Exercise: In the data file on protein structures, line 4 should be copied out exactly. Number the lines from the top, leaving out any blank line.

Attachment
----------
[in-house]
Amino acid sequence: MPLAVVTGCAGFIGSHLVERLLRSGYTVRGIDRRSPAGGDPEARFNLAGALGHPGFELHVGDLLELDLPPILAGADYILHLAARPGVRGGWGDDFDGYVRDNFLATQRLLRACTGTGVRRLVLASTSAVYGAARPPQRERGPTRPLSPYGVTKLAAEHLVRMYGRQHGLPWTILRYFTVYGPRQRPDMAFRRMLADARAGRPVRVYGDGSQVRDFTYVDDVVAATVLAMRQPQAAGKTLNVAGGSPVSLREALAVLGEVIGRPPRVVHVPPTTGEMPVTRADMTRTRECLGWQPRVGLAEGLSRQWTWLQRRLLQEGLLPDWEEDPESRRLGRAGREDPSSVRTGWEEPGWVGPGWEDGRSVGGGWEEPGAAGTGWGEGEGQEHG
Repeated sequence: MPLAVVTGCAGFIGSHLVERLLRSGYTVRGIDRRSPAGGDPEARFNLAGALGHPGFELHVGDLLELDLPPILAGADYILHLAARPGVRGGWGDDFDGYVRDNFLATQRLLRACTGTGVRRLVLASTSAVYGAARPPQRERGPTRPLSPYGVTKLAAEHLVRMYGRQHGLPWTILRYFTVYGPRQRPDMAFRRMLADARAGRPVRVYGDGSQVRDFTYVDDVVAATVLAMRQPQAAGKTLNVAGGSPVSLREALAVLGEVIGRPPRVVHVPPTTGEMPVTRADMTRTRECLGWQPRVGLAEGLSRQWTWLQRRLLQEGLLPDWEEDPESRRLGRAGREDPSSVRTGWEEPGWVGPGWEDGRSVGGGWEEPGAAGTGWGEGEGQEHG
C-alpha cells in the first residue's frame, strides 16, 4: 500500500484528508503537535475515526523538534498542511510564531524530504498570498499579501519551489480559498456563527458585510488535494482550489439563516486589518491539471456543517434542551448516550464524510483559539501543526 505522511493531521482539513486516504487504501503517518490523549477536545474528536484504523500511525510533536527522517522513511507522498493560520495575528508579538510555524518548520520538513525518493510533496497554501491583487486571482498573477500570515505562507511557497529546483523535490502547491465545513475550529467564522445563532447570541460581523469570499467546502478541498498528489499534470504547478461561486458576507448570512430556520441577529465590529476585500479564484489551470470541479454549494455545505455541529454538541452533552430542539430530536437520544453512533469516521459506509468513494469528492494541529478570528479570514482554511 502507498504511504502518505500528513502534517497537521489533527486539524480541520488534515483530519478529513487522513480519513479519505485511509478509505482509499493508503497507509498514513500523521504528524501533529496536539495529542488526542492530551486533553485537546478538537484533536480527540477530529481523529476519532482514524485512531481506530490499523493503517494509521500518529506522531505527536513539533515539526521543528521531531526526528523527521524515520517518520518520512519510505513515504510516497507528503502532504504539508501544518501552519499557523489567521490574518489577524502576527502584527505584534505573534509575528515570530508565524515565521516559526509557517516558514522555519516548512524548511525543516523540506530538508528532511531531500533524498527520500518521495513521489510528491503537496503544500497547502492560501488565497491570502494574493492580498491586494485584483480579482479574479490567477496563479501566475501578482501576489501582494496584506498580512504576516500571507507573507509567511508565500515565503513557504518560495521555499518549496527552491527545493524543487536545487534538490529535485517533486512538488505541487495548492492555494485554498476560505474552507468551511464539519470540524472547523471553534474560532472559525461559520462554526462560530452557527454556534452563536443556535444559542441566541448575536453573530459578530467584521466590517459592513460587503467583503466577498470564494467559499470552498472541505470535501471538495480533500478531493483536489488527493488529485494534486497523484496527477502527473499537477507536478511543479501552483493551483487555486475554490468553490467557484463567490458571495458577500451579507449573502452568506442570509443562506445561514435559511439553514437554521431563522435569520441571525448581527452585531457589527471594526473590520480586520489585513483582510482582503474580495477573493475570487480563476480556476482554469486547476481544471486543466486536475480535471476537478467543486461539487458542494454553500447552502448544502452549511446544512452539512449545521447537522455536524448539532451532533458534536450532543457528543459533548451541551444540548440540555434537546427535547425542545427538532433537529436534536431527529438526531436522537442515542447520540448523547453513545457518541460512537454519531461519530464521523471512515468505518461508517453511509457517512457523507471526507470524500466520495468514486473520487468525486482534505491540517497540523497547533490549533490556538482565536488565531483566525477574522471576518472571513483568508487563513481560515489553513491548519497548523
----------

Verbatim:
C-alpha cells in the first residue's frame, strides 16, 4: 500500500484528508503537535475515526523538534498542511510564531524530504498570498499579501519551489480559498456563527458585510488535494482550489439563516486589518491539471456543517434542551448516550464524510483559539501543526 505522511493531521482539513486516504487504501503517518490523549477536545474528536484504523500511525510533536527522517522513511507522498493560520495575528508579538510555524518548520520538513525518493510533496497554501491583487486571482498573477500570515505562507511557497529546483523535490502547491465545513475550529467564522445563532447570541460581523469570499467546502478541498498528489499534470504547478461561486458576507448570512430556520441577529465590529476585500479564484489551470470541479454549494455545505455541529454538541452533552430542539430530536437520544453512533469516521459506509468513494469528492494541529478570528479570514482554511 502507498504511504502518505500528513502534517497537521489533527486539524480541520488534515483530519478529513487522513480519513479519505485511509478509505482509499493508503497507509498514513500523521504528524501533529496536539495529542488526542492530551486533553485537546478538537484533536480527540477530529481523529476519532482514524485512531481506530490499523493503517494509521500518529506522531505527536513539533515539526521543528521531531526526528523527521524515520517518520518520512519510505513515504510516497507528503502532504504539508501544518501552519499557523489567521490574518489577524502576527502584527505584534505573534509575528515570530508565524515565521516559526509557517516558514522555519516548512524548511525543516523540506530538508528532511531531500533524498527520500518521495513521489510528491503537496503544500497547502492560501488565497491570502494574493492580498491586494485584483480579482479574479490567477496563479501566475501578482501576489501582494496584506498580512504576516500571507507573507509567511508565500515565503513557504518560495521555499518549496527552491527545493524543487536545487534538490529535485517533486512538488505541487495548492492555494485554498476560505474552507468551511464539519470540524472547523471553534474560532472559525461559520462554526462560530452557527454556534452563536443556535444559542441566541448575536453573530459578530467584521466590517459592513460587503467583503466577498470564494467559499470552498472541505470535501471538495480533500478531493483536489488527493488529485494534486497523484496527477502527473499537477507536478511543479501552483493551483487555486475554490468553490467557484463567490458571495458577500451579507449573502452568506442570509443562506445561514435559511439553514437554521431563522435569520441571525448581527452585531457589527471594526473590520480586520489585513483582510482582503474580495477573493475570487480563476480556476482554469486547476481544471486543466486536475480535471476537478467543486461539487458542494454553500447552502448544502452549511446544512452539512449545521447537522455536524448539532451532533458534536450532543457528543459533548451541551444540548440540555434537546427535547425542545427538532433537529436534536431527529438526531436522537442515542447520540448523547453513545457518541460512537454519531461519530464521523471512515468505518461508517453511509457517512457523507471526507470524500466520495468514486473520487468525486482534505491540517497540523497547533490549533490556538482565536488565531483566525477574522471576518472571513483568508487563513481560515489553513491548519497548523